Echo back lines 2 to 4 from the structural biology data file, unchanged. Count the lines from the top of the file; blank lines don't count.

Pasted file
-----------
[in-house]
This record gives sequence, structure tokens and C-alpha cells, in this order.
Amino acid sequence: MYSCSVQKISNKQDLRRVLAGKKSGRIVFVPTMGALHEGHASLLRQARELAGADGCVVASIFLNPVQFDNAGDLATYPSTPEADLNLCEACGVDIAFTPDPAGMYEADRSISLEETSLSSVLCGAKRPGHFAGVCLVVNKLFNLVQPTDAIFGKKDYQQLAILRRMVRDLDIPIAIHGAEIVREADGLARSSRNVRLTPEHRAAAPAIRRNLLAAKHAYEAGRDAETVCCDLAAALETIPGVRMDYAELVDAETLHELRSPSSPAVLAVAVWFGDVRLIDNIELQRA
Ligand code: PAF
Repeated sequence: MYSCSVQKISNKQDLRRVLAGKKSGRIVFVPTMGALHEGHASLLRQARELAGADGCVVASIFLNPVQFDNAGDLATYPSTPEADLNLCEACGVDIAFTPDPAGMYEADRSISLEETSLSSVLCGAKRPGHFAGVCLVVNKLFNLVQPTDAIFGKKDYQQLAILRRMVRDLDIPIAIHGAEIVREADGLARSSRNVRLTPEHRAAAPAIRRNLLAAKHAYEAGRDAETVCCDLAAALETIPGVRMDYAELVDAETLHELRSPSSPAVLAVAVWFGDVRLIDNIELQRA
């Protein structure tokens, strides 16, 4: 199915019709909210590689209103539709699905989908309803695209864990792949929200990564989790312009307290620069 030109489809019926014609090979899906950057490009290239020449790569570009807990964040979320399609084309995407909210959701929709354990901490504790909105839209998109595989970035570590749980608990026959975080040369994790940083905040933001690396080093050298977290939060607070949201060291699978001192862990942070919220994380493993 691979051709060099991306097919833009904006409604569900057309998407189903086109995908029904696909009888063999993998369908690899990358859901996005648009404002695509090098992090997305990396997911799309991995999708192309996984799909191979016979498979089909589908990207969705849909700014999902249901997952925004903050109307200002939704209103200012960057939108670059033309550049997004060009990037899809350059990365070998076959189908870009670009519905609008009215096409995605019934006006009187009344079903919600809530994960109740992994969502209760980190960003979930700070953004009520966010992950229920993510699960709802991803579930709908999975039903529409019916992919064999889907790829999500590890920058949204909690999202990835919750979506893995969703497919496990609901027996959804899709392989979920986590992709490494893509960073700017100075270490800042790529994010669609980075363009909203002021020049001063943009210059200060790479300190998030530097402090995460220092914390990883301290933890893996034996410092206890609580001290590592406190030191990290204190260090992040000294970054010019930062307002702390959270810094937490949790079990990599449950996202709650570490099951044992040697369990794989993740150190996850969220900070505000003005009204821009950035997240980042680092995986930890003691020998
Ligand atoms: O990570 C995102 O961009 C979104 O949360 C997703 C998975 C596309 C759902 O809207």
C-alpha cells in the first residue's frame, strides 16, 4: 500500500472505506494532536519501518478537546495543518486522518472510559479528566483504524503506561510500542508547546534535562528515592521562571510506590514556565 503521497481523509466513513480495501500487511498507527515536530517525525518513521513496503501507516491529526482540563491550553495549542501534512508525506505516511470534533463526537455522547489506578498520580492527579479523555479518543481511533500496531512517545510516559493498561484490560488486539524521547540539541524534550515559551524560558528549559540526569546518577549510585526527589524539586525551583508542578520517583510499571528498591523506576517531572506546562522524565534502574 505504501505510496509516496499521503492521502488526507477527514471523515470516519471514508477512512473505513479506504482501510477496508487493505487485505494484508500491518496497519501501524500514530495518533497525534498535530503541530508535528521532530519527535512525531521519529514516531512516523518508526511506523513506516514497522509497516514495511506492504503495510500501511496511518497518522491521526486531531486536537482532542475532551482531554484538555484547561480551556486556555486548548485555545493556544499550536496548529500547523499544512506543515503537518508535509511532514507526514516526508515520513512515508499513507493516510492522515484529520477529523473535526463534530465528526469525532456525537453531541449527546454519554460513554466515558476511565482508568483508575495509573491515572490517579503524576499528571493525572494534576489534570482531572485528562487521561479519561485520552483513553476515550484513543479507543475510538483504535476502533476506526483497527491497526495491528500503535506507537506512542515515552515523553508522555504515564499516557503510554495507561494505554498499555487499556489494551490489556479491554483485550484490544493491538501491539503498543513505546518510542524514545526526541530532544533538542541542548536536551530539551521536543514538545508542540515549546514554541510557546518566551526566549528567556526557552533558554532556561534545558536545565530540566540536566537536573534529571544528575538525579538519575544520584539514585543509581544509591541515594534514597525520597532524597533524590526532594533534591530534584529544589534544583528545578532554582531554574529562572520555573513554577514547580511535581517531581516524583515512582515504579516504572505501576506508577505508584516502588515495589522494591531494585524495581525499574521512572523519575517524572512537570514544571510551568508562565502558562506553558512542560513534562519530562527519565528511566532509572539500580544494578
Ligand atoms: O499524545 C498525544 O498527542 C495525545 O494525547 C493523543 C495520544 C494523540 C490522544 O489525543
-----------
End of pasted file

This record gives sequence, structure tokens and C-alpha cells, in this order.
Amino acid sequence: MYSCSVQKISNKQDLRRVLAGKKSGRIVFVPTMGALHEGHASLLRQARELAGADGCVVASIFLNPVQFDNAGDLATYPSTPEADLNLCEACGVDIAFTPDPAGMYEADRSISLEETSLSSVLCGAKRPGHFAGVCLVVNKLFNLVQPTDAIFGKKDYQQLAILRRMVRDLDIPIAIHGAEIVREADGLARSSRNVRLTPEHRAAAPAIRRNLLAAKHAYEAGRDAETVCCDLAAALETIPGVRMDYAELVDAETLHELRSPSSPAVLAVAVWFGDVRLIDNIELQRA
Ligand code: PAF